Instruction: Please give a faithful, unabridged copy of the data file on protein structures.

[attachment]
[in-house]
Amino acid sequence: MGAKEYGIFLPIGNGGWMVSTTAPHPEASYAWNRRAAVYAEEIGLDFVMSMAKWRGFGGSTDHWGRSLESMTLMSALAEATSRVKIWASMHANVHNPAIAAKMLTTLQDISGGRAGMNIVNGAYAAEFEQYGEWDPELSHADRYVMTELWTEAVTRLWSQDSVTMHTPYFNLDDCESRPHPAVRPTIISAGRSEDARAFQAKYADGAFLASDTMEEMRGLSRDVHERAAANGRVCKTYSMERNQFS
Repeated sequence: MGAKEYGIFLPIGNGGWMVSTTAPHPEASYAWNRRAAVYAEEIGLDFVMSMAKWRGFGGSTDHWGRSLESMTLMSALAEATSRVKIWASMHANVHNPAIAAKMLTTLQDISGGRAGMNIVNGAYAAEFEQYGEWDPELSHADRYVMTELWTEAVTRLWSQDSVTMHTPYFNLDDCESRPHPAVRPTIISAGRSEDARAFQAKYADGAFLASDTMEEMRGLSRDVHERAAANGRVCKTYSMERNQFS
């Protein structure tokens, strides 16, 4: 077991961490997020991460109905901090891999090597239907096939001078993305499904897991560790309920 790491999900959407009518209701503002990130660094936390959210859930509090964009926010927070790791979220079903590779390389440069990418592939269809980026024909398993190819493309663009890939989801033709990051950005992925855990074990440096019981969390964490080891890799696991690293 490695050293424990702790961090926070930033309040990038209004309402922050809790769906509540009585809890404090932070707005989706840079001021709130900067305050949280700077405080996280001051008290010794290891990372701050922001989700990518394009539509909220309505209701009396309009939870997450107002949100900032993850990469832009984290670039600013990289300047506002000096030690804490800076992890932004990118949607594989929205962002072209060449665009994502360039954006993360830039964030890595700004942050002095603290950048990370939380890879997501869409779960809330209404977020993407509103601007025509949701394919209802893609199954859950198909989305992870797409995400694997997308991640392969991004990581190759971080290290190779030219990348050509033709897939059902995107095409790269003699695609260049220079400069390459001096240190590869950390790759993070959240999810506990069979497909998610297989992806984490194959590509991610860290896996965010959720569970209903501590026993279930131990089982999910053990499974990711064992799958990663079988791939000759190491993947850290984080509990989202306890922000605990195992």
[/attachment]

[in-house]
Amino acid sequence: MGAKEYGIFLPIGNGGWMVSTTAPHPEASYAWNRRAAVYAEEIGLDFVMSMAKWRGFGGSTDHWGRSLESMTLMSALAEATSRVKIWASMHANVHNPAIAAKMLTTLQDISGGRAGMNIVNGAYAAEFEQYGEWDPELSHADRYVMTELWTEAVTRLWSQDSVTMHTPYFNLDDCESRPHPAVRPTIISAGRSEDARAFQAKYADGAFLASDTMEEMRGLSRDVHERAAANGRVCKTYSMERNQFS
Repeated sequence: MGAKEYGIFLPIGNGGWMVSTTAPHPEASYAWNRRAAVYAEEIGLDFVMSMAKWRGFGGSTDHWGRSLESMTLMSALAEATSRVKIWASMHANVHNPAIAAKMLTTLQDISGGRAGMNIVNGAYAAEFEQYGEWDPELSHADRYVMTELWTEAVTRLWSQDSVTMHTPYFNLDDCESRPHPAVRPTIISAGRSEDARAFQAKYADGAFLASDTMEEMRGLSRDVHERAAANGRVCKTYSMERNQFS
């Protein structure tokens, strides 16, 4: 077991961490997020991460109905901090891999090597239907096939001078993305499904897991560790309920 790491999900959407009518209701503002990130660094936390959210859930509090964009926010927070790791979220079903590779390389440069990418592939269809980026024909398993190819493309663009890939989801033709990051950005992925855990074990440096019981969390964490080891890799696991690293 490695050293424990702790961090926070930033309040990038209004309402922050809790769906509540009585809890404090932070707005989706840079001021709130900067305050949280700077405080996280001051008290010794290891990372701050922001989700990518394009539509909220309505209701009396309009939870997450107002949100900032993850990469832009984290670039600013990289300047506002000096030690804490800076992890932004990118949607594989929205962002072209060449665009994502360039954006993360830039964030890595700004942050002095603290950048990370939380890879997501869409779960809330209404977020993407509103601007025509949701394919209802893609199954859950198909989305992870797409995400694997997308991640392969991004990581190759971080290290190779030219990348050509033709897939059902995107095409790269003699695609260049220079400069390459001096240190590869950390790759993070959240999810506990069979497909998610297989992806984490194959590509991610860290896996965010959720569970209903501590026993279930131990089982999910053990499974990711064992799958990663079988791939000759190491993947850290984080509990989202306890922000605990195992």